Powell has indeed been a strong ally of the VOIP movement. For two years now a debate has raged on how to regulate VOIP. Powell has insisted that VOIP is fundamentally different than circuit switched phone service and should not be regulated like one (see Powell: VOIP Regs 'Grave Mistake' ). He is seen as the central player in holding off the regulatory forces of state bodies in favor of broader federal oversight of the industry -- an approach industry types much prefer.

Vonage CEO and VOIP industry poster boy Jeffrey Citron told Light Reading Monday: “I think that the loss of Michael Powell is a great loss for the VOIP business, and not only the VOIP but whole telecom industry. He’s always been very proactive, not reactive, and that’s why he’s been so effective.”

 Posted by vonage on Thursday, March 10 @ 18:44:47 EST
 (1177 reads)
Read More: Powell Takes Credit For VOIP Growth

 Vonage CEO Citron Slams VOIP Blocking

Vonage In Print News

Vonage CEO Slams VOIP Blocking

March 9, 2005

By Stephen Lawson

The top executive of VOIP (Voice over IP) provider Vonage Holdings Corp. is satisfied with regulators' response to a carrier that blocked Vonage's service but sees a broader danger ahead with technology for detecting the data service that customers are using.

In an interview Monday at the Spring VON (Voice on the Net) trade show in San Jose, California, Vonage Chief Executive Officer (CEO) Jeffrey Citron also said traditional carriers can't afford to compete all-out with Vonage and other VOIP upstarts despite having greater resources.

Late last year, Vonage determined that Madison River Communications LLC, a broadband provider based in North Carolina, was blocking the use of Vonage's service by some Madison River customers. Following an investigation by the U.S. Federal Communications Commission (FCC), Madison River last week agreed to pay the FCC US$15,000 and not to block VOIP services on its network.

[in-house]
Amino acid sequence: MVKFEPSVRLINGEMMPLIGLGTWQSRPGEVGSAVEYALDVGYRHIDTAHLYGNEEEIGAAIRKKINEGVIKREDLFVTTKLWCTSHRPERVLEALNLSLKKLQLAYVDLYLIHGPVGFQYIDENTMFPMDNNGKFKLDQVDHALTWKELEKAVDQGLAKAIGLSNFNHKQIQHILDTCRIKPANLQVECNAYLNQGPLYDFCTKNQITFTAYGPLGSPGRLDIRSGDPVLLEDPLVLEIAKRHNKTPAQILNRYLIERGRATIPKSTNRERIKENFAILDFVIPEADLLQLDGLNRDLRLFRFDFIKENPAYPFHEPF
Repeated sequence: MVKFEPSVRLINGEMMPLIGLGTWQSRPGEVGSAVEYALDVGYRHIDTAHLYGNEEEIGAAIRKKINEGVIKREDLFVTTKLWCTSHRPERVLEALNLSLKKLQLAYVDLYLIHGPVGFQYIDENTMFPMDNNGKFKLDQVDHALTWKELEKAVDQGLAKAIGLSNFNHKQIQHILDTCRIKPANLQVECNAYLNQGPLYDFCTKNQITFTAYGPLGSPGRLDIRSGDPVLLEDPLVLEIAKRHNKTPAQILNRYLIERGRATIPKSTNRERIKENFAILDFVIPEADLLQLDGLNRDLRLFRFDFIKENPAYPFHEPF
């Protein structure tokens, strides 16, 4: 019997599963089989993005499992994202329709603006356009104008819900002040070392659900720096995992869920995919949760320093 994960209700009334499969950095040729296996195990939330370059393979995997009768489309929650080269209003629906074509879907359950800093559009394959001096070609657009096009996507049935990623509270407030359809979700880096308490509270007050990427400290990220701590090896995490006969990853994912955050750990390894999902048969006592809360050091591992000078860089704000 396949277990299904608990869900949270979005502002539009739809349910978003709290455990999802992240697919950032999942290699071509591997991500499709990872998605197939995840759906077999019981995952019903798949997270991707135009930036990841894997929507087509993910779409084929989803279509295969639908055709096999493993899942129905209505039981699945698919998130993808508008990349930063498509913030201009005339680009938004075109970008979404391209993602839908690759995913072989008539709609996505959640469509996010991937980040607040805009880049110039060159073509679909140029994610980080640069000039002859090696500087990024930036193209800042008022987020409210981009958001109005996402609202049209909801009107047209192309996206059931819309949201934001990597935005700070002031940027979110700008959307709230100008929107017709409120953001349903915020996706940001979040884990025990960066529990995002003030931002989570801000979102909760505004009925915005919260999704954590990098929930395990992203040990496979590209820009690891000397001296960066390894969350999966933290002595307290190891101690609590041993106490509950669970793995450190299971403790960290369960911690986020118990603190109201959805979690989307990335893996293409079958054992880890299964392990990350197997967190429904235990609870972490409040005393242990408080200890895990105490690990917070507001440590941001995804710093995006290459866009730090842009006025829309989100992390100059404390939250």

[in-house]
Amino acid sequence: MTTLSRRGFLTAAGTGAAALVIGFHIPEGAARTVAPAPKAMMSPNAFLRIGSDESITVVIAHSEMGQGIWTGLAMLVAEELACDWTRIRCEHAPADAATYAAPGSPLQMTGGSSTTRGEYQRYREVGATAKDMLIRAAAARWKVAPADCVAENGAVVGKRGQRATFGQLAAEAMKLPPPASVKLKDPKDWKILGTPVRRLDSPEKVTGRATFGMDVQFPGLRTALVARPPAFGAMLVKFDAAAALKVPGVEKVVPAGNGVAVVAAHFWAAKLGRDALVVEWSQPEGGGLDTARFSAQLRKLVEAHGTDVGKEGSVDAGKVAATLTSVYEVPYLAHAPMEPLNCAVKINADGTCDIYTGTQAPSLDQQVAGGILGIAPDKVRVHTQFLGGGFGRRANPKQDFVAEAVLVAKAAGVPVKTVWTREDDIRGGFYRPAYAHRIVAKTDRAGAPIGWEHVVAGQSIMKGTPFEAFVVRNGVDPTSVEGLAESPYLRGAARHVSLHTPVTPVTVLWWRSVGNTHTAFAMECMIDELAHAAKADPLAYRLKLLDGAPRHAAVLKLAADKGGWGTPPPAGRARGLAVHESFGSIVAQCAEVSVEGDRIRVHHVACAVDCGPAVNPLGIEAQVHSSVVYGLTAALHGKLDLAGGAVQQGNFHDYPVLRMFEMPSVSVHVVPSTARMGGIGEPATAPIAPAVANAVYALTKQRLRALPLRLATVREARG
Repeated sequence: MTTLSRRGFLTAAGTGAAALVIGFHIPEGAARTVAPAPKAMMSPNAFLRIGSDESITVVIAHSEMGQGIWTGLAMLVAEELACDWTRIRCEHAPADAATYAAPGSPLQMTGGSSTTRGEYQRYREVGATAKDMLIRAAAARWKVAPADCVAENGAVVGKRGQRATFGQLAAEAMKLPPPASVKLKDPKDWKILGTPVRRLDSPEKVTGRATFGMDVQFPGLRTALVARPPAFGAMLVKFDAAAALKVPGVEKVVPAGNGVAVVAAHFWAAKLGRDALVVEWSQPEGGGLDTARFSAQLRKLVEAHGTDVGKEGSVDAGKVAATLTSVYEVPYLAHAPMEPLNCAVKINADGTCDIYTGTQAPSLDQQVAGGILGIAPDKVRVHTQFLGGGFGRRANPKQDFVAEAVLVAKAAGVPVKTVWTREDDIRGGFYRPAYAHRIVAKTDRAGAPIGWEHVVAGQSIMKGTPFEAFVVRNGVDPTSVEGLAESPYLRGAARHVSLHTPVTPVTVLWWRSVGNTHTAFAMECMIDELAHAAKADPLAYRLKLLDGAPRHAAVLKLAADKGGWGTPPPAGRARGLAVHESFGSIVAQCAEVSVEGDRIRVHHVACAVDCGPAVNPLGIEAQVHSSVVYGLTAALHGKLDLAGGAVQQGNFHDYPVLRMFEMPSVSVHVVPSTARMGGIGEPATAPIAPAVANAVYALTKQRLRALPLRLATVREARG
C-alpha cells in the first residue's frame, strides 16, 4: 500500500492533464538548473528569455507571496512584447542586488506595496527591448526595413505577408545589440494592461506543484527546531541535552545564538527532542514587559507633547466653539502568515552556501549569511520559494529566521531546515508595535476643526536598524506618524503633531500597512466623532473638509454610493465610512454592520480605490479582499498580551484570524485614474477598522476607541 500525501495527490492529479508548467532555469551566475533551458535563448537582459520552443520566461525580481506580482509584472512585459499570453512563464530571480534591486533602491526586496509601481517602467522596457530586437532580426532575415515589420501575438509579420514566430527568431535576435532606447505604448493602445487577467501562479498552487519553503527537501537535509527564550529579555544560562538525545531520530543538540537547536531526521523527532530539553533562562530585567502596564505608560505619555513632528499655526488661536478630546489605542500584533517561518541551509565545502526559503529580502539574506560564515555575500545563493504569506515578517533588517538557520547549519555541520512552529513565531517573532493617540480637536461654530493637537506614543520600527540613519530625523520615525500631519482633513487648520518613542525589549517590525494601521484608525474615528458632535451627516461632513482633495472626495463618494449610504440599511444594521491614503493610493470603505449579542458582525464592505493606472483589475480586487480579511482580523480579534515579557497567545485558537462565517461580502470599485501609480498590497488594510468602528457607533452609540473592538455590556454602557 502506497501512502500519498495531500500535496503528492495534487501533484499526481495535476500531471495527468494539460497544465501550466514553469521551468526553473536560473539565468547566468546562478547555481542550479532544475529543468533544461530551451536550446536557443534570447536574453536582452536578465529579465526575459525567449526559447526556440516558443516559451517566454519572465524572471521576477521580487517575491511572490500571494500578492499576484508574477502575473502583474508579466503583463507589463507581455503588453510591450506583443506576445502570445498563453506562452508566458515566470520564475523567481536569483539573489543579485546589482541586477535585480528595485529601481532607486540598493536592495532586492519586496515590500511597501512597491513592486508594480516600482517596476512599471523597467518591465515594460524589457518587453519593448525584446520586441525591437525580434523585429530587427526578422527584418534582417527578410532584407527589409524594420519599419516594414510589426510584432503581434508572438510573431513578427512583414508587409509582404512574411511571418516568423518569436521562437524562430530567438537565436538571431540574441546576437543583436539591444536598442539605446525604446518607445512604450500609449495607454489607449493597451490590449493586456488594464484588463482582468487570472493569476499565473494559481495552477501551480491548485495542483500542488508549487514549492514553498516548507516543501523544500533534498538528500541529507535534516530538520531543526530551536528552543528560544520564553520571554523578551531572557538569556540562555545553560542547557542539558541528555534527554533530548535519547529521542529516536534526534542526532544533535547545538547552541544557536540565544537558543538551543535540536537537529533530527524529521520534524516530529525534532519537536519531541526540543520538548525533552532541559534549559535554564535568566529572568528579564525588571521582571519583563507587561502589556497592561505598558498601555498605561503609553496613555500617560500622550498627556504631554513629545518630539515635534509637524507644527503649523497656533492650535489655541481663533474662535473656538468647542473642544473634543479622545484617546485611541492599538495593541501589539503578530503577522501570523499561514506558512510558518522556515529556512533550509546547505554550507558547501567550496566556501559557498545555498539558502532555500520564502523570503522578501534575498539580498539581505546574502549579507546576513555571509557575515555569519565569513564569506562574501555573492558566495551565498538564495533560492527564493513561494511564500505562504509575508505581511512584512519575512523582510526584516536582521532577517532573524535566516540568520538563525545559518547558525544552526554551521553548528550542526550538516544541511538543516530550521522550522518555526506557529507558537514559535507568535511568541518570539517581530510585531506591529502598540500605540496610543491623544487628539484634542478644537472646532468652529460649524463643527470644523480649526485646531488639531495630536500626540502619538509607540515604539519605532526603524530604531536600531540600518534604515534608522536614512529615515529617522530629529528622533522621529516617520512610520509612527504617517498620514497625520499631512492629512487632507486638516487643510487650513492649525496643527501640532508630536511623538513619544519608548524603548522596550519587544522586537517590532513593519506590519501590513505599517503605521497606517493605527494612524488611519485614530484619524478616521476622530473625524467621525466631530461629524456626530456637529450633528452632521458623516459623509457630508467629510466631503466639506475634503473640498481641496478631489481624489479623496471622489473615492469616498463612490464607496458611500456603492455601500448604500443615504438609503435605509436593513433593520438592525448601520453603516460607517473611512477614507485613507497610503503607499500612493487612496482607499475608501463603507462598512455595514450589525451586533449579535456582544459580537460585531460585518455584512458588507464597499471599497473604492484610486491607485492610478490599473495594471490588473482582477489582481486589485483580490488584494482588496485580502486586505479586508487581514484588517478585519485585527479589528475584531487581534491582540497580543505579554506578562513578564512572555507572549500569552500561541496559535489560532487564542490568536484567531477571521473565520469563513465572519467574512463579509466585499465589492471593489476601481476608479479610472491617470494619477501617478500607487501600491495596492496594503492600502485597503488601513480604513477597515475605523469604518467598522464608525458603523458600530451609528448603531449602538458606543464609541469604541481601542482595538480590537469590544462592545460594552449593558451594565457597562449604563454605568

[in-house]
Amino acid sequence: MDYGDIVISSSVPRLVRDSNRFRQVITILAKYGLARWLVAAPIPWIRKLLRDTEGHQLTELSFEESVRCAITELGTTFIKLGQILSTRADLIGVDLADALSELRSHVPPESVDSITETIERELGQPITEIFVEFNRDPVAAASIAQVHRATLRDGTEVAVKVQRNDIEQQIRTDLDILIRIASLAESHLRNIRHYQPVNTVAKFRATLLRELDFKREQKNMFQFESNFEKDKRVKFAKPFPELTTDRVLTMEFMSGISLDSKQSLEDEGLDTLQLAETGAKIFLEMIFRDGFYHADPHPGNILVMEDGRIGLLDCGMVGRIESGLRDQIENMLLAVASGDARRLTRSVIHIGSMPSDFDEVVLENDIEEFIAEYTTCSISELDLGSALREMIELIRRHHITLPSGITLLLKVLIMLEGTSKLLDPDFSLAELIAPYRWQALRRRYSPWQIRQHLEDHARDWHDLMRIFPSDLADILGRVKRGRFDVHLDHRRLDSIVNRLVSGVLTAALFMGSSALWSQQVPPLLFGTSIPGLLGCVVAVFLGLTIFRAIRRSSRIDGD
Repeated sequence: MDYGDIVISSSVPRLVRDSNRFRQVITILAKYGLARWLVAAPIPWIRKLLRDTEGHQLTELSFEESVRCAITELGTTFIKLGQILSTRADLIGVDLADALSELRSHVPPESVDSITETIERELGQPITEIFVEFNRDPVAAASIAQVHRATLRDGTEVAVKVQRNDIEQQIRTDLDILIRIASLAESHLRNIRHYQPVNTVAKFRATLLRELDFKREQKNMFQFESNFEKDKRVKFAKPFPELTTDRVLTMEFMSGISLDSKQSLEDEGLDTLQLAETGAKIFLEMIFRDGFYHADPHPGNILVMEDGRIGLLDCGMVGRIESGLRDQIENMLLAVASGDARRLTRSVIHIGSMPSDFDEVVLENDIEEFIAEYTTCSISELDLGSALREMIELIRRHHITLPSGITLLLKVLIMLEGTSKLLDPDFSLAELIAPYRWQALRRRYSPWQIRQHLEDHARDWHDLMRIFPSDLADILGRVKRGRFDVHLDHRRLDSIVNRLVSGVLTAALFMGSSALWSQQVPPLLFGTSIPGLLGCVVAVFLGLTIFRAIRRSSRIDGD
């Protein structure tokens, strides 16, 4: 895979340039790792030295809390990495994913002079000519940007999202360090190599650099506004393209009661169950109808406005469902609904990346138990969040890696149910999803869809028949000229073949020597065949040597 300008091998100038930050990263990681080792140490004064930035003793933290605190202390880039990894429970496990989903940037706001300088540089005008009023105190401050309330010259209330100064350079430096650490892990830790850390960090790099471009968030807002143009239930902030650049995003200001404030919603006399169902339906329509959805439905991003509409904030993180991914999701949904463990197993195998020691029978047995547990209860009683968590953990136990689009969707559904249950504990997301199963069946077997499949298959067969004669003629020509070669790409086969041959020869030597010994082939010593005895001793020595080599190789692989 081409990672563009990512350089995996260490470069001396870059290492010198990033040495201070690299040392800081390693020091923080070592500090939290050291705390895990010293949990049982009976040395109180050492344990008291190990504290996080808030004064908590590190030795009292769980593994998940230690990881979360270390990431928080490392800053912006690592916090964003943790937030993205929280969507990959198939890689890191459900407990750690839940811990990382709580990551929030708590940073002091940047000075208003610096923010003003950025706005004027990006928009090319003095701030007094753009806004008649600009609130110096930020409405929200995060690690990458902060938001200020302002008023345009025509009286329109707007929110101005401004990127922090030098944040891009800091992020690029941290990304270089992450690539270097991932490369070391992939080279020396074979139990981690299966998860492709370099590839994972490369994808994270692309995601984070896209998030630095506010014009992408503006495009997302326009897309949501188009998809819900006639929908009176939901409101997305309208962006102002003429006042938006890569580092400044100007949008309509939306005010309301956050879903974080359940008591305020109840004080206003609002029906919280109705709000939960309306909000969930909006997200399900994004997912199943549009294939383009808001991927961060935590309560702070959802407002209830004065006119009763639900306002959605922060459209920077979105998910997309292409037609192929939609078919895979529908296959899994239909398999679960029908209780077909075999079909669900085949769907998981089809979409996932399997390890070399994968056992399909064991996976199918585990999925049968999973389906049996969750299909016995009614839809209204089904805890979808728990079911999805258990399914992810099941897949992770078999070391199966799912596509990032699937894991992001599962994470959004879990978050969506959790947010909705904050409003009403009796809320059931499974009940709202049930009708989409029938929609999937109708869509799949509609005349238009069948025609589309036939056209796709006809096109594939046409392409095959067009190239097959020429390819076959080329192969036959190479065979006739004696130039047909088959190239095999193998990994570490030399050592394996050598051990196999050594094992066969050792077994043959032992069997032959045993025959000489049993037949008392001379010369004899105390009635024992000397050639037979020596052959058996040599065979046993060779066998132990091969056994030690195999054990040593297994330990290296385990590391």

Vonage, in Edison, New Jersey, has been an early leader in rolling out VOIP technology, which this week is bringing together about 240 exhibitors and 6,000 attendees at Spring VON. VOIP breaks up voice calls into data packets and sends them over IP networks, which usually allows for less expensive phone service and can enable advanced services such as unified messaging. Calls made on a VOIP service may travel over the broadband data network of a consumer's phone company or cable provider while bypassing that provider's own voice calling service.

Vonage was pleased with the FCC's action and how quickly it came, Citron said.

 Posted by vonage on Thursday, March 10 @ 00:31:03 EST
 (1447 reads)
Read More: Vonage CEO Citron Slams VOIP Blocking

 Vonage Tops 500,000 VoIP Subscribers

Vonage In Print News

Vonage Tops 500,000 Subscribers

March 9, 2005

By Staff

Vonage said that it has now topped 500,000 subscribers, with new subscribers signing up at a record pace. The VoIP provider said that new users are flocking in at a current rate of 15,000 per week, up 50% from the pace in the fourth quarter of last year. It said that it is now handling calls at the rate of 25 million per week.

If that pace holds up it is simple math to estimate that the company could hit the magical million subscriber number before the year’s out.

“In a very short time, we’ve proved that 2005 is the year of mass adoption for VoIP services, Vonage as the market bellwether has capitalized on this nascent trend,” said Vonage chairman and CEO in a prepared statement. “The exponential growth is real: there is no question as to whether VoIP or Vonage is here to stay.”

Separately Vonage said that it has selected Texas Instruments as its “preferred” provider of Voice over IP (VoIP) silicon and software. The pact is more of a marketing than a business deal, and simply “encourages VoIP equipment manufacturers to use TI’s VoIP silicon and software technology when developing products for use on Vonage’s broadband telephony network,” the two companies said.

 Posted by vonage on Thursday, March 10 @ 00:05:32 EST
 (1167 reads)
Read More: Vonage Tops 500,000 VoIP Subscribers

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1Unlimited calling and other services for all residential plans are based on normal residential, personal, non-commercial use. A combination of factors is used to determine abnormal use, including but not limited to: the number of unique numbers called, calls forwarded, minutes used and other factors. Subject to our Reasonable Use Policy and Terms of Service.